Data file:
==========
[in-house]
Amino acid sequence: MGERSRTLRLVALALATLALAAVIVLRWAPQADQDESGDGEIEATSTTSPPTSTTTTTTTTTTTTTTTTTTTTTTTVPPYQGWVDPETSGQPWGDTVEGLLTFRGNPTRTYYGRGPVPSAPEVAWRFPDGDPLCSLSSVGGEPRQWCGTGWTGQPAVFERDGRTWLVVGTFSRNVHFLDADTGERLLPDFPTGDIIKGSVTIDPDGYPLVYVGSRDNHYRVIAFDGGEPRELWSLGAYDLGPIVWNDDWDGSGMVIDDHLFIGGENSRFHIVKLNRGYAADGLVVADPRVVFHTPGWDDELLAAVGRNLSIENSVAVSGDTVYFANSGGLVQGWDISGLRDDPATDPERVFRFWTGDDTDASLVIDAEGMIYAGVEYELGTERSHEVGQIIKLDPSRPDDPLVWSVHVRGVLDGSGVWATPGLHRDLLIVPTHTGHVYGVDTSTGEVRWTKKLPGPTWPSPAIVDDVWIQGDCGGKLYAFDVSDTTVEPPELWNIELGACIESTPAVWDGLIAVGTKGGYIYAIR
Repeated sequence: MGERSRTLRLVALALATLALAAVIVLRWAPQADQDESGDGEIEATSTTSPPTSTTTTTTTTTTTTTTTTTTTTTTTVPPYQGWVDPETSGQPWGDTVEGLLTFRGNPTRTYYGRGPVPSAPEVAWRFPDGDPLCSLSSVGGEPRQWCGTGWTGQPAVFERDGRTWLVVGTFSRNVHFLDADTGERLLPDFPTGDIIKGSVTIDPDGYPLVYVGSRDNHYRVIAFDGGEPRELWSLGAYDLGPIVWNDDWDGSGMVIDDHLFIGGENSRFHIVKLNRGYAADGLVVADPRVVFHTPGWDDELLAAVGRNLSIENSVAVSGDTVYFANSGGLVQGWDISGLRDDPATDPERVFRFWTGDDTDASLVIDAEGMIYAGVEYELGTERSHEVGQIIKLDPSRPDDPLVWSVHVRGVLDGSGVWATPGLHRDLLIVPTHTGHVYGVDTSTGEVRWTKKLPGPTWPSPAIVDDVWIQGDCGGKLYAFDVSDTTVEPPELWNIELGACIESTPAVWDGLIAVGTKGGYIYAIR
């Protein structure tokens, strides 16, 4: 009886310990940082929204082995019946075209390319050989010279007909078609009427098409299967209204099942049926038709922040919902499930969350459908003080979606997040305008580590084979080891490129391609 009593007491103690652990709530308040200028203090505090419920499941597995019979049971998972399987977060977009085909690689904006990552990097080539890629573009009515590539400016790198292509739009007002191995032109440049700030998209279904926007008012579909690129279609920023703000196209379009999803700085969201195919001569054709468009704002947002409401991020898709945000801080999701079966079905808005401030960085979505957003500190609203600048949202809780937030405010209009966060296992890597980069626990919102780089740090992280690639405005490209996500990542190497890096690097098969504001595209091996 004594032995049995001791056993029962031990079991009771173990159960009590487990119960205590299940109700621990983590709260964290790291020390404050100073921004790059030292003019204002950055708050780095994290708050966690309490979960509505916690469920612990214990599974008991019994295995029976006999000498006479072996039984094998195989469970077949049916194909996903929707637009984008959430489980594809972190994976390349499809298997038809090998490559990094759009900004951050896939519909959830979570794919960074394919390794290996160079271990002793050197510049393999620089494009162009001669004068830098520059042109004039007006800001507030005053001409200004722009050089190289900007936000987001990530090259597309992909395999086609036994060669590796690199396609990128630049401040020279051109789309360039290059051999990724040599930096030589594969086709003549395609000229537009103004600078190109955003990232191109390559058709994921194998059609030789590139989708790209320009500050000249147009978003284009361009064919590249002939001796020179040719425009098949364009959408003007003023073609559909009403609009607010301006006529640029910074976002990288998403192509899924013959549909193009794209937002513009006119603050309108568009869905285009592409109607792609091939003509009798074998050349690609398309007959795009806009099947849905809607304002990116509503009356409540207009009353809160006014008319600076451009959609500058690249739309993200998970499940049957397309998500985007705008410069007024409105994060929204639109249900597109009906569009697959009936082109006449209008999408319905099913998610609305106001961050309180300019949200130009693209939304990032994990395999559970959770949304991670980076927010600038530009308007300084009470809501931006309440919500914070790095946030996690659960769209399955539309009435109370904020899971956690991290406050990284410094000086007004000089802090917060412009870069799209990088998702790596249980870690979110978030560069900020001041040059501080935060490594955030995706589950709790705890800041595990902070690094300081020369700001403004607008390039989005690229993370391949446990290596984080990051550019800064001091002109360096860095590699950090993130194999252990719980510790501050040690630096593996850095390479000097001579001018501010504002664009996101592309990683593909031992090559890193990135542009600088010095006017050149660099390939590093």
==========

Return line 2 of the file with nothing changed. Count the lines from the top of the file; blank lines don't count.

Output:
Amino acid sequence: MGERSRTLRLVALALATLALAAVIVLRWAPQADQDESGDGEIEATSTTSPPTSTTTTTTTTTTTTTTTTTTTTTTTVPPYQGWVDPETSGQPWGDTVEGLLTFRGNPTRTYYGRGPVPSAPEVAWRFPDGDPLCSLSSVGGEPRQWCGTGWTGQPAVFERDGRTWLVVGTFSRNVHFLDADTGERLLPDFPTGDIIKGSVTIDPDGYPLVYVGSRDNHYRVIAFDGGEPRELWSLGAYDLGPIVWNDDWDGSGMVIDDHLFIGGENSRFHIVKLNRGYAADGLVVADPRVVFHTPGWDDELLAAVGRNLSIENSVAVSGDTVYFANSGGLVQGWDISGLRDDPATDPERVFRFWTGDDTDASLVIDAEGMIYAGVEYELGTERSHEVGQIIKLDPSRPDDPLVWSVHVRGVLDGSGVWATPGLHRDLLIVPTHTGHVYGVDTSTGEVRWTKKLPGPTWPSPAIVDDVWIQGDCGGKLYAFDVSDTTVEPPELWNIELGACIESTPAVWDGLIAVGTKGGYIYAIR